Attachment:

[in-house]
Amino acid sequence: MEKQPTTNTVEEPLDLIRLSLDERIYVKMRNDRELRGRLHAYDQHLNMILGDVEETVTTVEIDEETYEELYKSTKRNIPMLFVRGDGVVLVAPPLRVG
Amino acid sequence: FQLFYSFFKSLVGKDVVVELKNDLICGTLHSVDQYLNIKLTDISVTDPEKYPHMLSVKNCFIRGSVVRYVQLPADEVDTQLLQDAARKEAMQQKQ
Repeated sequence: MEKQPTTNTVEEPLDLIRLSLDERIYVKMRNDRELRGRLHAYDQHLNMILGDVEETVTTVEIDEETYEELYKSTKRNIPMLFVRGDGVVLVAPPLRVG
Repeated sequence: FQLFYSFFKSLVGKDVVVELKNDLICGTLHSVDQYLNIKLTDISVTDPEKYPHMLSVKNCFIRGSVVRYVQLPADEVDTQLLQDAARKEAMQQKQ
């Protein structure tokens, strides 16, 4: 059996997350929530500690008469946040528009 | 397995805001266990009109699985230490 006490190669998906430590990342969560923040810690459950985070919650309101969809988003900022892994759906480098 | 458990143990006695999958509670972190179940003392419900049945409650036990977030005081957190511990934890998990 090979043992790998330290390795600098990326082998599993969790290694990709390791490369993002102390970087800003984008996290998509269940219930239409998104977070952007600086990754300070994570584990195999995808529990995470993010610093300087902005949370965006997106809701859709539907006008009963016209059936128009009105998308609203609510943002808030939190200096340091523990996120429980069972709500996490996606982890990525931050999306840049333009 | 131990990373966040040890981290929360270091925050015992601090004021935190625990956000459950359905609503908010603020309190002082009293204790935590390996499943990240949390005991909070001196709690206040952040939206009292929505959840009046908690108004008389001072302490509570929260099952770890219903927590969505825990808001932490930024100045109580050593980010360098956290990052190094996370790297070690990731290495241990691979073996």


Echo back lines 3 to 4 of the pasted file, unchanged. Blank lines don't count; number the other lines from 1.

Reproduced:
Amino acid sequence: FQLFYSFFKSLVGKDVVVELKNDLICGTLHSVDQYLNIKLTDISVTDPEKYPHMLSVKNCFIRGSVVRYVQLPADEVDTQLLQDAARKEAMQQKQ
Repeated sequence: MEKQPTTNTVEEPLDLIRLSLDERIYVKMRNDRELRGRLHAYDQHLNMILGDVEETVTTVEIDEETYEELYKSTKRNIPMLFVRGDGVVLVAPPLRVG